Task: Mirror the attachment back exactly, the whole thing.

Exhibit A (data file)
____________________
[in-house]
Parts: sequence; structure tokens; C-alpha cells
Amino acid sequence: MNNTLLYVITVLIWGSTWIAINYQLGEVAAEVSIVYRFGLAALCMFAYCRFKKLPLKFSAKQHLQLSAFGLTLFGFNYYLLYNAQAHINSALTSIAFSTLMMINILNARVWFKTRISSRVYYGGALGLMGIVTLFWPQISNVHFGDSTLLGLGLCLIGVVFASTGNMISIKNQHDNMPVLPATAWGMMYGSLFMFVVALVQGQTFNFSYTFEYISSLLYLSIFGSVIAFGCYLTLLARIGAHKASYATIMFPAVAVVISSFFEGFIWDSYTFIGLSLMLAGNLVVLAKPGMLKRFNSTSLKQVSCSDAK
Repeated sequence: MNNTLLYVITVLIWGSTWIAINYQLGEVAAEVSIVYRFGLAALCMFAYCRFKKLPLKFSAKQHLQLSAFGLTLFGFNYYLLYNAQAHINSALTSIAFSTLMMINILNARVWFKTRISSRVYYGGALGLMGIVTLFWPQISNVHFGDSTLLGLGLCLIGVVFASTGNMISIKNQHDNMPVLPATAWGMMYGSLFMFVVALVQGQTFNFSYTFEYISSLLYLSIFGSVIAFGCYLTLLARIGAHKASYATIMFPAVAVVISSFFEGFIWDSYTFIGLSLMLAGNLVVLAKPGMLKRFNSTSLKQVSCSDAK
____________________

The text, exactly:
[in-house]
Parts: sequence; structure tokens; C-alpha cells
Amino acid sequence: MNNTLLYVITVLIWGSTWIAINYQLGEVAAEVSIVYRFGLAALCMFAYCRFKKLPLKFSAKQHLQLSAFGLTLFGFNYYLLYNAQAHINSALTSIAFSTLMMINILNARVWFKTRISSRVYYGGALGLMGIVTLFWPQISNVHFGDSTLLGLGLCLIGVVFASTGNMISIKNQHDNMPVLPATAWGMMYGSLFMFVVALVQGQTFNFSYTFEYISSLLYLSIFGSVIAFGCYLTLLARIGAHKASYATIMFPAVAVVISSFFEGFIWDSYTFIGLSLMLAGNLVVLAKPGMLKRFNSTSLKQVSCSDAK
Repeated sequence: MNNTLLYVITVLIWGSTWIAINYQLGEVAAEVSIVYRFGLAALCMFAYCRFKKLPLKFSAKQHLQLSAFGLTLFGFNYYLLYNAQAHINSALTSIAFSTLMMINILNARVWFKTRISSRVYYGGALGLMGIVTLFWPQISNVHFGDSTLLGLGLCLIGVVFASTGNMISIKNQHDNMPVLPATAWGMMYGSLFMFVVALVQGQTFNFSYTFEYISSLLYLSIFGSVIAFGCYLTLLARIGAHKASYATIMFPAVAVVISSFFEGFIWDSYTFIGLSLMLAGNLVVLAKPGMLKRFNSTSLKQVSCSDAK